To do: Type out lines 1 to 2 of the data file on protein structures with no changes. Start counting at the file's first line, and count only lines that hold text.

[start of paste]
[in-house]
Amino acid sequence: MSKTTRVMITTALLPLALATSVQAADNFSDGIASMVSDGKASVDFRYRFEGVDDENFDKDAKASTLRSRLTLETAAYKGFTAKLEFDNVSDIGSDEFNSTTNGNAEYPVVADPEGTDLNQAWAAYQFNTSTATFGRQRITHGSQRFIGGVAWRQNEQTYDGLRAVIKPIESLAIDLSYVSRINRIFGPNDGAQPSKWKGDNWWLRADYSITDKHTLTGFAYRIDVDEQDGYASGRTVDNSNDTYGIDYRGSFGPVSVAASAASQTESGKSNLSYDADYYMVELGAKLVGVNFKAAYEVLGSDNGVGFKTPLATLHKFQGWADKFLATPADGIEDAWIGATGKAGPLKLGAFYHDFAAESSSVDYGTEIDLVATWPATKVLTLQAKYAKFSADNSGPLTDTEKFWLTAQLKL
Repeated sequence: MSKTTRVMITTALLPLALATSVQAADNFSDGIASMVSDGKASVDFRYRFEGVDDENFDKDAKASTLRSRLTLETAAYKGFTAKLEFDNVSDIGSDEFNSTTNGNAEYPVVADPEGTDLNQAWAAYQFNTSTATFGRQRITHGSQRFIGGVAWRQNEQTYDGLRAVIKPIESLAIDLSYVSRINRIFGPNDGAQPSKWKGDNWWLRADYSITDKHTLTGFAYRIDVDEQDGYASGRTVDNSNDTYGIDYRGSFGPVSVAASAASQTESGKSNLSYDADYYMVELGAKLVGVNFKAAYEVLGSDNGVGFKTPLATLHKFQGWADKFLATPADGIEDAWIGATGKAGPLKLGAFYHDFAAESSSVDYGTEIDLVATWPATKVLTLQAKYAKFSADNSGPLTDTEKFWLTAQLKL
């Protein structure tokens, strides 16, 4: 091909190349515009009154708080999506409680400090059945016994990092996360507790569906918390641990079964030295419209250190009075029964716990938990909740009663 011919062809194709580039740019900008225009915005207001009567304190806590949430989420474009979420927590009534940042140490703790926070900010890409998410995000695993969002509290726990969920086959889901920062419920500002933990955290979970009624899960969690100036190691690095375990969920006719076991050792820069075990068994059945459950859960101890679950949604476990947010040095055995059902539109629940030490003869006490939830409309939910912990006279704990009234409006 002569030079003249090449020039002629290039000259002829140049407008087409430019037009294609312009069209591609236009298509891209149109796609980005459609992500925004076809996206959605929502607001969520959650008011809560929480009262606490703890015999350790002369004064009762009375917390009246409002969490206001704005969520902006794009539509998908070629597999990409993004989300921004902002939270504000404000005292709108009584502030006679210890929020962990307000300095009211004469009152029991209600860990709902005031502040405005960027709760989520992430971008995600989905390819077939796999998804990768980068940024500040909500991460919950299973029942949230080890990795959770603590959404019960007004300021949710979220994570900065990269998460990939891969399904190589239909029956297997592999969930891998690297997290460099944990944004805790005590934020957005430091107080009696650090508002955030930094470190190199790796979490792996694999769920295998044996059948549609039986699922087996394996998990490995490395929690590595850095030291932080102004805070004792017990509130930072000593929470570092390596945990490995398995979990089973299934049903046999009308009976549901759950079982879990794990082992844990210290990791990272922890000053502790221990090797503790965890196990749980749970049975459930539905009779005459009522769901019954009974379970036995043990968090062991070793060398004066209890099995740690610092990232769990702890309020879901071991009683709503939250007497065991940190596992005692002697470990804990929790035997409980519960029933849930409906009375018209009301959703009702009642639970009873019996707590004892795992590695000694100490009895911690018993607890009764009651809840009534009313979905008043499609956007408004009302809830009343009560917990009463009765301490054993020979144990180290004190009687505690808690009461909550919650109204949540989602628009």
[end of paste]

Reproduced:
[in-house]
Amino acid sequence: MSKTTRVMITTALLPLALATSVQAADNFSDGIASMVSDGKASVDFRYRFEGVDDENFDKDAKASTLRSRLTLETAAYKGFTAKLEFDNVSDIGSDEFNSTTNGNAEYPVVADPEGTDLNQAWAAYQFNTSTATFGRQRITHGSQRFIGGVAWRQNEQTYDGLRAVIKPIESLAIDLSYVSRINRIFGPNDGAQPSKWKGDNWWLRADYSITDKHTLTGFAYRIDVDEQDGYASGRTVDNSNDTYGIDYRGSFGPVSVAASAASQTESGKSNLSYDADYYMVELGAKLVGVNFKAAYEVLGSDNGVGFKTPLATLHKFQGWADKFLATPADGIEDAWIGATGKAGPLKLGAFYHDFAAESSSVDYGTEIDLVATWPATKVLTLQAKYAKFSADNSGPLTDTEKFWLTAQLKL